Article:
University holds off on global program

The University put the brakes on launching what was touted as a flagship piece of its global strategy: an undergraduate program that would have taken students to three continents.

Provost Steven Lerman said Wednesday that GW would hold off the program, which was set to start in fall 2014, because administrators had not planned admissions recruitment or decided how to share revenue with its partner universities in China and France.

The delay, which Lerman said would last about a year if administrators regained confidence in the program, may be a setback as GW looks to elevate its international focus and as universities nationwide race to globalize. Administrators had also targeted the program as an engine for revenue growth.

Lerman, GW’s second-in-command, maintained that the University was not punting the program, but wanted to make sure GW had the “uncertainty and risk under control.”

“There’s just enough complicated legal and other pieces that we just have to make sure we know what we’re doing,” he said. “We felt it was wiser to wait and just make sure we had annulled those uncertainties.”

Top officials in the Columbian College of Arts and Sciences, including Dean Peg Barratt, traveled this year to help piece the program together with French university Sciences Po and Renmin University in China.

Now, the program will spill over to the top of the agenda for Ben Vinson, the incoming dean of the Columbian College, who will come from Johns Hopkins University in August.

The program, designed for economics and political science majors, is relatively unique – part of the appeal for GW officials, as the University looks to carve out a global niche.

Barratt said the program remained a good idea, despite the setback.

“Having students study on three continents remains a good idea, and the specifics for implementation will be reconsidered in the fall,” she said in an email through a spokeswoman.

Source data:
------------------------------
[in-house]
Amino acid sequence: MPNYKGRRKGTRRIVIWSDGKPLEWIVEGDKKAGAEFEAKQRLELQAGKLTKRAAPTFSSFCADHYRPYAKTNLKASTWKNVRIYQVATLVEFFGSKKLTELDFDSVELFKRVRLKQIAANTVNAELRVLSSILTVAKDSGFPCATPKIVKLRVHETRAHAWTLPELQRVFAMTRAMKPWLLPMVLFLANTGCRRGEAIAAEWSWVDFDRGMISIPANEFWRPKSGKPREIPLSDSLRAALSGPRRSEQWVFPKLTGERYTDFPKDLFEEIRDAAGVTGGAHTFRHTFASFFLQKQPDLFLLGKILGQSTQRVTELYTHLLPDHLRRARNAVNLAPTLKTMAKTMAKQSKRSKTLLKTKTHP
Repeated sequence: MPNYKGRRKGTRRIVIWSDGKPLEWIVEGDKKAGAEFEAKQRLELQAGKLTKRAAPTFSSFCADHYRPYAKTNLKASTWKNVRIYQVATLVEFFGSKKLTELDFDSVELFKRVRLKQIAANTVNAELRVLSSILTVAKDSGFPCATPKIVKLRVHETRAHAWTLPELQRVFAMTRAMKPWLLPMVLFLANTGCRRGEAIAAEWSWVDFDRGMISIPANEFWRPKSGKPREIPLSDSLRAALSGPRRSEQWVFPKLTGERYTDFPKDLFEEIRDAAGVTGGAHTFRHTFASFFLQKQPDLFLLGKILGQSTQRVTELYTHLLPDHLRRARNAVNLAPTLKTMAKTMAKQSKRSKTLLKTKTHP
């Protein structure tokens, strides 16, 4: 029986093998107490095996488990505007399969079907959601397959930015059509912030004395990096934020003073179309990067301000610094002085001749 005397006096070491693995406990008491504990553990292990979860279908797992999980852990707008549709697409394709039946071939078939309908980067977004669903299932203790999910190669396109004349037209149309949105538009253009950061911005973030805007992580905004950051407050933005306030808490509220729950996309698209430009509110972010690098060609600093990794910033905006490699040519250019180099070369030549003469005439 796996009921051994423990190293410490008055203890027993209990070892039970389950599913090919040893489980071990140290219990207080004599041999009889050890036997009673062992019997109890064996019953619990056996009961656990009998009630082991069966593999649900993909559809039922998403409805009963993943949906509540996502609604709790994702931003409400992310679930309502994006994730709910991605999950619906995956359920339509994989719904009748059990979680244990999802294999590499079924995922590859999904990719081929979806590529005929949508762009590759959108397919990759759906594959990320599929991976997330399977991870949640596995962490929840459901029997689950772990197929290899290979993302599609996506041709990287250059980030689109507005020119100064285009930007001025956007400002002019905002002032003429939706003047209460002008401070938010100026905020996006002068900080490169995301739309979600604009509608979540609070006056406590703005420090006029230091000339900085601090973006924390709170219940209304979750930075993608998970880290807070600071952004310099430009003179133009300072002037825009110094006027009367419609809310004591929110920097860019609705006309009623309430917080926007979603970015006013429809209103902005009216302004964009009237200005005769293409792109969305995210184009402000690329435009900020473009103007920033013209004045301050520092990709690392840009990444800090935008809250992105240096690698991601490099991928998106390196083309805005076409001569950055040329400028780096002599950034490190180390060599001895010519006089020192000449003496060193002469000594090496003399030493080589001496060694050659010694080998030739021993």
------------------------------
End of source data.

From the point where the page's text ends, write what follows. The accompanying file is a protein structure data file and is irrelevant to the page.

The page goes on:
The University of Southern California business school will launch a similar program this fall in Los Angeles, Milan and Hong Kong, but administrators and experts have said that GW would be one of the first to offer a degree that takes students to three continents.

But that has also caused growing pains in launching the program.

Lerman said the Office of Admissions has “no track record recruiting” students who may be interested in the program, like those who have spent time in English-language international schools.

The University also had not determined how to secure visas or health insurance for students in all three countries.

Dan Ullman, the Columbian College’s associate dean for undergraduate studies, also said last month that the University had not figured out how to work students into the District-imposed enrollment cap, which limits the number of students who can take classes on the Foggy Bottom Campus.

Karin Fischer, a senior reporter at the Chronicle of Higher Education, said financial deals are often the trickiest between international universities.

While international universities are typically able to forge dual-degree deals, she called GW’s aim to serve as the sole degree-granting university “a complicated model.”

“These programs are very complex. Anytime you’re working with a foreign university, anytime you’re sharing academic credit, that’s complicated,” she said.

The University has tried to build up its international arsenal in recent years, growing its base of Chinese students exponentially, starting a graduate finance program there and beginning to recruit more in the Middle East.

GW will also target doubling its international student population and creating stronger study abroad programs in its decade-long strategic plan, which will be finalized in May.

Some of the schools that GW calls its peers – including New York University – have already aggressively globalized, propping up campuses in Abu Dhabi and Shanghai. Lerman said these programs would become a bigger part of universities’ offerings.

“I think it is the direction of the future,” he said. “But each one has to be crafted and each relationship is going to be unique. There’s no sort of central clearing house or well-established formulas yet for these sort of arrangements. They’re all too new.”

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